Then, we would unpack the initrd and edit the "init" script in the top level of the initrd so that the first thing that loads is the GUI and boot splash (probably XSplash). Then, once the computer boots and the initrd is fully loaded we symlink /sbin/init to /bin/bash so that the shell is loaded after the GUI so that other applications can run.

How do you guys think of this idea?
Posted in Uncategorized
Views 18868 Comments 17
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Total Comments 17


  1. Old Comment
    What about Tiny Core Linux?
    Posted 01-01-2011 at 02:35 PM by crosstalk crosstalk is offline
  2. Old Comment
    Yeah, I would have thought of that, but even its GUI doesn't run in kernel space, which is what this would do.
    Posted 01-01-2011 at 02:48 PM by Kenny_Strawn Kenny_Strawn is offline
  3. Old Comment
    How would your idea make the GUI run in kernel space?

    I do recall one project (I think it was a one-person project) that attempted to put the window manager in the kernel. However, it is not very widely known (IIRC).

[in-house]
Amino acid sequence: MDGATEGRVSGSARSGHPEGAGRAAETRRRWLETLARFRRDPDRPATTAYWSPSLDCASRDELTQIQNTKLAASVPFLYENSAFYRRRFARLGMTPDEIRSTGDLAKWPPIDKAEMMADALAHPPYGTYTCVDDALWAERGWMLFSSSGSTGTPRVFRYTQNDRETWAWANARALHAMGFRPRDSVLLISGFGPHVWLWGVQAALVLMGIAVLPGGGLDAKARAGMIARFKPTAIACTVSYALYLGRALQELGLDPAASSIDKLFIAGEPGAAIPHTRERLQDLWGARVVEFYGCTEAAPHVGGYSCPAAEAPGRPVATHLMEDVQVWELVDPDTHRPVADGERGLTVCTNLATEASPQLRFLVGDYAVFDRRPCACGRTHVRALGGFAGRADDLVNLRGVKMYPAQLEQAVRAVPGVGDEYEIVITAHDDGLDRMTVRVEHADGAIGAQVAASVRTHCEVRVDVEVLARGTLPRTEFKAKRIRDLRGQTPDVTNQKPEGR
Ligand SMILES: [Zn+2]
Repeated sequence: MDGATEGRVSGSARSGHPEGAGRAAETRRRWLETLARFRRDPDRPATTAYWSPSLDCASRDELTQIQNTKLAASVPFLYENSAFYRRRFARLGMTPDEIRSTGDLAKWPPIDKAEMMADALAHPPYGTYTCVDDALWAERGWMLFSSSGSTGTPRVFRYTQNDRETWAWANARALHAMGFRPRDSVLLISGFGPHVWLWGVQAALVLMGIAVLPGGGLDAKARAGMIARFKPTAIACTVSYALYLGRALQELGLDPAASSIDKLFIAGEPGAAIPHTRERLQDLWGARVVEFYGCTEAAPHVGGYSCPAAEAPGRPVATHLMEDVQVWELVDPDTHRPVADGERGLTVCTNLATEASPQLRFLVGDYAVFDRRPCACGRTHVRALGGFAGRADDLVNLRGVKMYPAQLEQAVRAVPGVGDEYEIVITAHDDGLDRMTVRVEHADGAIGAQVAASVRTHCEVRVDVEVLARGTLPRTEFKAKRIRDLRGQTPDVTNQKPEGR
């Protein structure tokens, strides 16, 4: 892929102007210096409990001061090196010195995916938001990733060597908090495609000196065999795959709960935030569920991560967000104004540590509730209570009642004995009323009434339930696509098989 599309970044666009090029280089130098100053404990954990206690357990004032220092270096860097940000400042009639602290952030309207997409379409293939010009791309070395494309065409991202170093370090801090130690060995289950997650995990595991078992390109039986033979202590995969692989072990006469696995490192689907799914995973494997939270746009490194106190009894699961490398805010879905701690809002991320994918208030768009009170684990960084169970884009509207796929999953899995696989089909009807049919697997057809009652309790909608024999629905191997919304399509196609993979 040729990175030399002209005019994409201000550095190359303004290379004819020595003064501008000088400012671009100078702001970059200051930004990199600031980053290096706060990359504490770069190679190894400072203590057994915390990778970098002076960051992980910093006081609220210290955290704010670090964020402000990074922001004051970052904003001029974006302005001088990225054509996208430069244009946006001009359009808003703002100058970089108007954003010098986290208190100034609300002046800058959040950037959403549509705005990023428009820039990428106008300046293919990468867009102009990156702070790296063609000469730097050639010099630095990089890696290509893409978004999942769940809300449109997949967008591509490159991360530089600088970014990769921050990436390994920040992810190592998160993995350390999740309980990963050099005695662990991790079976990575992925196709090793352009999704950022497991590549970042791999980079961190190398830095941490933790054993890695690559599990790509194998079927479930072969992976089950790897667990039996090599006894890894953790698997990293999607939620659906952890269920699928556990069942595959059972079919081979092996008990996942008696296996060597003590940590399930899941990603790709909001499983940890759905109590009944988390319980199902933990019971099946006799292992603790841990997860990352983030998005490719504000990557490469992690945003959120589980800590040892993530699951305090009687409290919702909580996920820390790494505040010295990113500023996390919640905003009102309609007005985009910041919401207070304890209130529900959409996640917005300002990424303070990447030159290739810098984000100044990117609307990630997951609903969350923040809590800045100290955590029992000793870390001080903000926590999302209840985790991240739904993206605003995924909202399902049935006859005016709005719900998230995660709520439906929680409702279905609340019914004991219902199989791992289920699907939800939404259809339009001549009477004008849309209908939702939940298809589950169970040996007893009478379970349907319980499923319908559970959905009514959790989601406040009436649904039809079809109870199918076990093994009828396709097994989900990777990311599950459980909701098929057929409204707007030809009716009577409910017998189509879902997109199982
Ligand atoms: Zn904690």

Posted 01-01-2011 at 02:52 PM by crosstalk crosstalk is offline
  4. Old Comment
    Posted 01-01-2011 at 03:28 PM by crosstalk crosstalk is offline
  5. Old Comment
    By packing the GUI into the initial ramdisk and then hard-coding it into the 'init' script in the initial ramdisk's top level directory, you essentially tell the kernel to load the GUI as soon as the initrd is unpacked, which is before the main root filesystem is mounted.
    Posted 01-01-2011 at 04:01 PM by Kenny_Strawn Kenny_Strawn is offline
  6. Old Comment
    True, but it still runs in userspace.
    Posted 01-01-2011 at 04:12 PM by crosstalk crosstalk is offline
  7. Old Comment
    What's the benefit of running the GUI in kernel space?
    Posted 01-05-2011 at 09:21 AM by MTK358 MTK358 is offline
  8. Old Comment
    Originally Posted by MTK358 View Comment
    What's the benefit of running the GUI in kernel space?
    The fact that criticism from Windows users about Linux being like DOS will then become invalid.
    Posted 01-05-2011 at 06:50 PM by Kenny_Strawn Kenny_Strawn is offline
  9. Old Comment
    Nah, Linux is like what Powershell is trying desperately hard to be.
    Posted 01-05-2011 at 11:18 PM by rich_c rich_c is offline
  10. Old Comment
    Well, yes, good point. Apparently M$ Powershell was originally codenamed MSh but in my opinion it's definitely crap. It is an improvement over the C-prompt, but it still doesn't do all the things GNU Bash does.